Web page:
Mr. Gott is a British journalist who visited North Vietnam. This report appeared in the Manchester Guardian Weekly, February 28, 1970, p. 13.
The Fourth Zone of North Vietnam--the four provinces south of the 19th Parallel that the Americans call "the pan handle" --has had more bombs dropped on it than any other area in the history of the world. It looks like it; though today, rather more than a year since the bombing stopped, lush vegetation is beginning to hide some of the worst scars.
But even if the inhabitants, about 20 per cent of North Vietnam's population of 20 million, wished to forget the war, the pounding by American bombers of the mountainous areas of neighbouring Laos--which reverberates daily through the Fourth Zone--is a constant reminder that the war is not over. Vietnam's problem is not solely one of reconstruction.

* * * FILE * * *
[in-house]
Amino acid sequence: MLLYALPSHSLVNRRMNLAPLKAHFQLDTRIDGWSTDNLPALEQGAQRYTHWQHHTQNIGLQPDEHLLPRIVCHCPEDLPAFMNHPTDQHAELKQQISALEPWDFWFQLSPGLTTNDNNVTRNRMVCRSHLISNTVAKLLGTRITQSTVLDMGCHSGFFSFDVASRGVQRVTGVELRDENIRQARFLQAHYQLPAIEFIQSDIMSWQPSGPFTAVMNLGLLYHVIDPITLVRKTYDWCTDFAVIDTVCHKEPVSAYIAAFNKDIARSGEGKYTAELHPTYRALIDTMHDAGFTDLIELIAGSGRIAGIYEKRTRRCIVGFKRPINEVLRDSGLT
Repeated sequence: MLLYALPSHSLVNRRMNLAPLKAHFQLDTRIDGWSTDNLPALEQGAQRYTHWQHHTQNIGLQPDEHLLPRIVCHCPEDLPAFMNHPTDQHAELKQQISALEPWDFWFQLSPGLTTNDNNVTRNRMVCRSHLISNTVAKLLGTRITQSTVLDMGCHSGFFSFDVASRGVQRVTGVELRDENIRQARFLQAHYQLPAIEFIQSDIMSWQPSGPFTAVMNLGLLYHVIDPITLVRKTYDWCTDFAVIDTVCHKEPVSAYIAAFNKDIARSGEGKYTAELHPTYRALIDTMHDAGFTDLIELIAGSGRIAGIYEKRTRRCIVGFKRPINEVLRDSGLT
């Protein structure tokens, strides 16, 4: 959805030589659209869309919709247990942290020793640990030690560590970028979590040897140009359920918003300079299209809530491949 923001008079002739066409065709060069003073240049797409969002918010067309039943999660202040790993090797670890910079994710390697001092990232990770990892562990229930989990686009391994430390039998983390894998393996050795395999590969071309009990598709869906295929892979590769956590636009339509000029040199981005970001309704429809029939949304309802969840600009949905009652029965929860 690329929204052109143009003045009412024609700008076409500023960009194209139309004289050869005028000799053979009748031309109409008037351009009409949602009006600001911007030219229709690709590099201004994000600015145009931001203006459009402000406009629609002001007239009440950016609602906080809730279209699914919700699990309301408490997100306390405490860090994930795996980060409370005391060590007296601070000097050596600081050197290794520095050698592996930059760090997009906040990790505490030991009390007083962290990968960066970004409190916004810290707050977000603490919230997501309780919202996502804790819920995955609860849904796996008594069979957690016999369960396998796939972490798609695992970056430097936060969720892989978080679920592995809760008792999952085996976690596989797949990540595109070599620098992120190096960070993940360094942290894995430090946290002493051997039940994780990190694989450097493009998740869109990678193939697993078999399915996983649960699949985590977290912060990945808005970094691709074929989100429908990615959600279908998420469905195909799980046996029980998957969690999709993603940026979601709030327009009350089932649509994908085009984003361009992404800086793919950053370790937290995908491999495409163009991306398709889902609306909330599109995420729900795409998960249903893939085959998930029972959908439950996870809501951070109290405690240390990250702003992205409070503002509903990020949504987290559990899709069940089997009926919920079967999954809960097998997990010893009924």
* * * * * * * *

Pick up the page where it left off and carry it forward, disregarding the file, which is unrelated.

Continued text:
During a five-week visit to North Vietnam I have been able to drive as far South as the 18th Parallel and to spend some days in the province of Hatinh. This area, where the bombing redoubled its intensity of 1968, is still a shattering sight. Some times, bouncing along in an old Russian jeep, I would look out and see a perfectly normal landscape of women planting rice and boys on the backs of buffaloes. This place, I would mentally note, has been left alone; I must be careful not to exaggerate.
Then, round the next corner would come a broken bridge, a burnt-out house, a cratered rice field or a string of twisted railway trucks. Some valleys are almost showpieces of destruction, the hillsides deeply scored and floor barren and deserted. Only an occasional small ridge indicates where once was a rice field.
Much of the bombing north of Vinh concentrated on the areas where road and railway ran in harness. With a bridge as well, all havoc was let loose. In underdeveloped countries